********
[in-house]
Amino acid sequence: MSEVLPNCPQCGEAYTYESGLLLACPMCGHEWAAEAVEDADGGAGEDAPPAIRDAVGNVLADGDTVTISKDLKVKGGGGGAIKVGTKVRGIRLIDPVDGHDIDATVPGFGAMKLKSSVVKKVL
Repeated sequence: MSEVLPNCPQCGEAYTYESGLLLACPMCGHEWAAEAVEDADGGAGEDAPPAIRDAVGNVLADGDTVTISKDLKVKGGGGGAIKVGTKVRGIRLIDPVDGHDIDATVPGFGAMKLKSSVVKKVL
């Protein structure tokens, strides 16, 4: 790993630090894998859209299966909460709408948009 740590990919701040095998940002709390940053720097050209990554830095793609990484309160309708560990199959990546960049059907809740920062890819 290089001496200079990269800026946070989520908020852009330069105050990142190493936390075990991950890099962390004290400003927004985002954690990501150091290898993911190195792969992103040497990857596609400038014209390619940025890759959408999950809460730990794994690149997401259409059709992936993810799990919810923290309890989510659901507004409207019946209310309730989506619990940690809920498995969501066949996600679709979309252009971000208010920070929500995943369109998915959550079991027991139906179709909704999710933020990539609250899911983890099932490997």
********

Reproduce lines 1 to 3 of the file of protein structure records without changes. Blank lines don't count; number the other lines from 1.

[in-house]
Amino acid sequence: MSEVLPNCPQCGEAYTYESGLLLACPMCGHEWAAEAVEDADGGAGEDAPPAIRDAVGNVLADGDTVTISKDLKVKGGGGGAIKVGTKVRGIRLIDPVDGHDIDATVPGFGAMKLKSSVVKKVL
Repeated sequence: MSEVLPNCPQCGEAYTYESGLLLACPMCGHEWAAEAVEDADGGAGEDAPPAIRDAVGNVLADGDTVTISKDLKVKGGGGGAIKVGTKVRGIRLIDPVDGHDIDATVPGFGAMKLKSSVVKKVL